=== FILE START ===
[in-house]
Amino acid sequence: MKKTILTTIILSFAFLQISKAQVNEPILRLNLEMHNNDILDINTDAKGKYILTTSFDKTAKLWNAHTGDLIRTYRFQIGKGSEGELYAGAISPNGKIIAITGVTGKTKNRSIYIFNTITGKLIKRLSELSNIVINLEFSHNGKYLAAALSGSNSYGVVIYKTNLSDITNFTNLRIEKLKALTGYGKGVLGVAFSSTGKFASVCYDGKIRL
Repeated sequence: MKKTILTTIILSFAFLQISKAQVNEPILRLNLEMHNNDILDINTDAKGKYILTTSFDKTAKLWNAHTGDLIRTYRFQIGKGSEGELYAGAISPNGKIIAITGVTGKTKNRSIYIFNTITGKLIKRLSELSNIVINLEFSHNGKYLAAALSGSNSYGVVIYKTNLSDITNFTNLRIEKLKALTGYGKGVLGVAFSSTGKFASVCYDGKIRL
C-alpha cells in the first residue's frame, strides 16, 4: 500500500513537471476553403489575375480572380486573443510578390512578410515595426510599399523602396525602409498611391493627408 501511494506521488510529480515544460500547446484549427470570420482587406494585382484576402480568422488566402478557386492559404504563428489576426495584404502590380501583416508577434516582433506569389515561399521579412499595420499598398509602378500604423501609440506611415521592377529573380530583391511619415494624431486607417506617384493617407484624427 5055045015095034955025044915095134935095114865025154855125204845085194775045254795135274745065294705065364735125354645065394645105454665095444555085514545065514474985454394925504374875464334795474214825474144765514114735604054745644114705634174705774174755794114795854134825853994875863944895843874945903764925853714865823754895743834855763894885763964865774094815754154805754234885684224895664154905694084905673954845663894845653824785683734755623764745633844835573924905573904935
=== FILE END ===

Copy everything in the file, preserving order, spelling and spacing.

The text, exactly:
[in-house]
Amino acid sequence: MKKTILTTIILSFAFLQISKAQVNEPILRLNLEMHNNDILDINTDAKGKYILTTSFDKTAKLWNAHTGDLIRTYRFQIGKGSEGELYAGAISPNGKIIAITGVTGKTKNRSIYIFNTITGKLIKRLSELSNIVINLEFSHNGKYLAAALSGSNSYGVVIYKTNLSDITNFTNLRIEKLKALTGYGKGVLGVAFSSTGKFASVCYDGKIRL
Repeated sequence: MKKTILTTIILSFAFLQISKAQVNEPILRLNLEMHNNDILDINTDAKGKYILTTSFDKTAKLWNAHTGDLIRTYRFQIGKGSEGELYAGAISPNGKIIAITGVTGKTKNRSIYIFNTITGKLIKRLSELSNIVINLEFSHNGKYLAAALSGSNSYGVVIYKTNLSDITNFTNLRIEKLKALTGYGKGVLGVAFSSTGKFASVCYDGKIRL
C-alpha cells in the first residue's frame, strides 16, 4: 500500500513537471476553403489575375480572380486573443510578390512578410515595426510599399523602396525602409498611391493627408 501511494506521488510529480515544460500547446484549427470570420482587406494585382484576402480568422488566402478557386492559404504563428489576426495584404502590380501583416508577434516582433506569389515561399521579412499595420499598398509602378500604423501609440506611415521592377529573380530583391511619415494624431486607417506617384493617407484624427 5055045015095034955025044915095134935095114865025154855125204845085194775045254795135274745065294705065364735125354645065394645105454665095444555085514545065514474985454394925504374875464334795474214825474144765514114735604054745644114705634174705774174755794114795854134825853994875863944895843874945903764925853714865823754895743834855763894885763964865774094815754154805754234885684224895664154905694084905673954845663894845653824785683734755623764745633844835573924905573904935